Poshland Blog is not only for Windows Users? Powershell Core on MacOS.

I’m so excited to publish a new post for You. Since few months I was planning to install and try Powershell Core on MacOS. If you follow my profile on the instagram, you know that I did this a few days ago. Maybe you want to ask me “Why?”. I want to replace my notebook with MacBook Pro. One of the requirements is still using my Powershell scripts on MacOS. I will test it for a few weeks and make a final decision.

Last year, I saw many articles and posts in social media about Powershell Core. Authors of these articles did a great job. However, I think that this is not enough to show all things for this topic. I decided to explain for all MacOS or Linux platform users that they also can use Powershell to improving your productivity in work in office or home. How can you do this? It’s simple. Install Powershell on your workstation and enjoy.

Windows Powershell vs. Powershell Core

Wait a moment? Windows Powershell and Powershell Core are not the same? That’s true. You can find many great articles like this or this, telling about the difference but often it’s high-level articles for IT Admins or developers. What with people who use Powershell to automate office job or more but don’t have developers high skills. Let’s try to compare these Powershell platform types one more time in a simple way.


Windows Powershell is available since decade on Microsoft Windows operating systems. It’s based on the .NET Framework.

Powershell Core is the version of Powershell to install on many operating system types. Also, You can install Powershell Core on the Microsoft Windows operating system, but it won’t be the same default Windows Powershell.

To understand the difference between Windows Powershell and Powershell Core you have to check difference between .NET Framework and .NET Core. It’s still needed technical stuff to understand this. Let’s try to do this more easily. I will show you a few examples of difference.


Powershell Core have less aliases

The first difference is that Powershell Core has fewer aliases than the version in the Windows operating system. Why? Many of default aliases in Windows Powershell have the same name like native Linux commands. For example “ls” or “rm” is native Linux command so it can’t be included in Powershell Core by default. Let’s check the count of default aliases.

Windows Powershell default aliasses
Powershell Core default aliases on MacOS

Creating GUI for scripts

You can’t create User Interface for your script in Powershell Core. It’s only available in Windows Powershell. Let’s see an example to confirm that.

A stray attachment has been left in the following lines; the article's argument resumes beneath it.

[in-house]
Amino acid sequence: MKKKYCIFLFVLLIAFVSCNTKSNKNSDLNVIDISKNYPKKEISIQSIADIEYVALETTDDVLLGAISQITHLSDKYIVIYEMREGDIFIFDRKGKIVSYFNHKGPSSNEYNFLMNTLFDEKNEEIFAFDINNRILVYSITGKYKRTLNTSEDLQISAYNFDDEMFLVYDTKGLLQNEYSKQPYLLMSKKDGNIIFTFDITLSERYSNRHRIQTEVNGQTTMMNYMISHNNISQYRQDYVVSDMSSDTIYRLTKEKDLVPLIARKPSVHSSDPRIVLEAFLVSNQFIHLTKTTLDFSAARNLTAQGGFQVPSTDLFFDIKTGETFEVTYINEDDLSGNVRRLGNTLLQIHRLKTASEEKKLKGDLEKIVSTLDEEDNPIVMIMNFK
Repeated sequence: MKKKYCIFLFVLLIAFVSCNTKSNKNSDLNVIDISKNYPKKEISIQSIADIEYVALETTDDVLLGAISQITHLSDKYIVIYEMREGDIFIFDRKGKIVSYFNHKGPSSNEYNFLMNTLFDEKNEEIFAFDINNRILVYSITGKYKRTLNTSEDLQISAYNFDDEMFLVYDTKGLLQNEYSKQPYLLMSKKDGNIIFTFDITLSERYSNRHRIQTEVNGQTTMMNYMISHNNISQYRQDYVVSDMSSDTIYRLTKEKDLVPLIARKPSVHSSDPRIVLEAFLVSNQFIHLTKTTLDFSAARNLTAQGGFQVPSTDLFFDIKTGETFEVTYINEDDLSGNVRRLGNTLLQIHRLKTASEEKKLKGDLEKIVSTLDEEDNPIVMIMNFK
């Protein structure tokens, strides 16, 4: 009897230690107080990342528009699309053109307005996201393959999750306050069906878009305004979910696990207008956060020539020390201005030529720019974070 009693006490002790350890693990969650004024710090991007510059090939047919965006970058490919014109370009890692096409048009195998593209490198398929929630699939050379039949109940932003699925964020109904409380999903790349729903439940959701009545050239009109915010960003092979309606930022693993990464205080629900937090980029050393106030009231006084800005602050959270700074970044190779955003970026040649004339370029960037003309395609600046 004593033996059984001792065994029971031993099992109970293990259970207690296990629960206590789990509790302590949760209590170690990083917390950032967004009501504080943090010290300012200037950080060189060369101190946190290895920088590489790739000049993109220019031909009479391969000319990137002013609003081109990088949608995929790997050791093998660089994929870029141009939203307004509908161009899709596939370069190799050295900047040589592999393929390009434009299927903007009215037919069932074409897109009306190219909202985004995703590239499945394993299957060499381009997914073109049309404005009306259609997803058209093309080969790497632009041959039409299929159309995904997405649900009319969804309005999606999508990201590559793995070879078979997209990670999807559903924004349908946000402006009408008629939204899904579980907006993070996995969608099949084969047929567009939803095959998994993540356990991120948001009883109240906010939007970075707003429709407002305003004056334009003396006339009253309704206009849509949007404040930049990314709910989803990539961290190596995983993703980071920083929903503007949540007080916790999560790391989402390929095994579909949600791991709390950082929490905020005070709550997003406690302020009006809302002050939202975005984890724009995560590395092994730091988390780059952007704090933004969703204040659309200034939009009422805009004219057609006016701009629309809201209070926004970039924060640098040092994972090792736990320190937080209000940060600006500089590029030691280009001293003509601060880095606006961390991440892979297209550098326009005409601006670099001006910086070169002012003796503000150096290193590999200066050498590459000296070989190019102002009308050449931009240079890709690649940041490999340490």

Add-Type -AssemblyName System.Windows.Forms

$Form = New-Object system.Windows.Forms.Form

$Form.ClientSize = '400,400'

$Form.text = "Form"

$Form.TopMost = $false

$Label = New-Object system.Windows.Forms.Label
$Label.text = "GUI for Powershell "
$Label.AutoSize = $true
$Label.width = 25
$Label.height = 10
$Label.location = New-Object System.Drawing.Point(16,24)
$Label.Font = 'Microsoft Sans Serif,10'

$Button1 = New-Object system.Windows.Forms.Button
$Button1.text = "OK"
$Button1.width = 60
$Button1.height = 30
$Button1.location = New-Object System.Drawing.Point(12,106)
$Button1.Font = 'Microsoft Sans Serif,10'

Creating GUi on Windows Powershell
Creating GUI in Powershell Core

Default commands count

Let’s check default count of Powershell command after launch Powershell console. I loaded the same modules in both versions of the Powershell console. By default, the Windows Powershell version has available more commands.

3 default module commands count in Windows Powershell console

3 default module commands count in Powershell Core console

Command Examples

Now appear new question which commands are available and which aren’t. I will show you a few examples.


Now it’s time, to sum up. As you can see Powershell is cross-platform. I showed you a few examples of difference, and we can tell that Powershell Core has fewer commands than Windows Powershell. However, when you check the details, you can see that Powershell Core hasn’t include commands to configure the Windows operating system. You don’t need commands like Get-WmiObject because Linux or MacOS don’t have WMI. If you didn’t use Powershell because you are MacOS or Linux user, just start learn now.

Let’s sum up. If you want to use your script not only on the Windows operating system:

  • Don’t use aliases in your script
  • Don’t build GUI based on Windows Forms library
  • Test your code in Powershell Core console.

Have you tried ever Powershell on MacOS or Linux. Please leave your opinion in the comments.

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Damian Garbus

Hi, My name is Damian. I'm Powershell geek. Also, I love to improve my productivity and yourself development. I connected Powershell and my productivity tricks and built this blog. You can find here how to learn Powershell and use this to improve your productivity. Enjoy.

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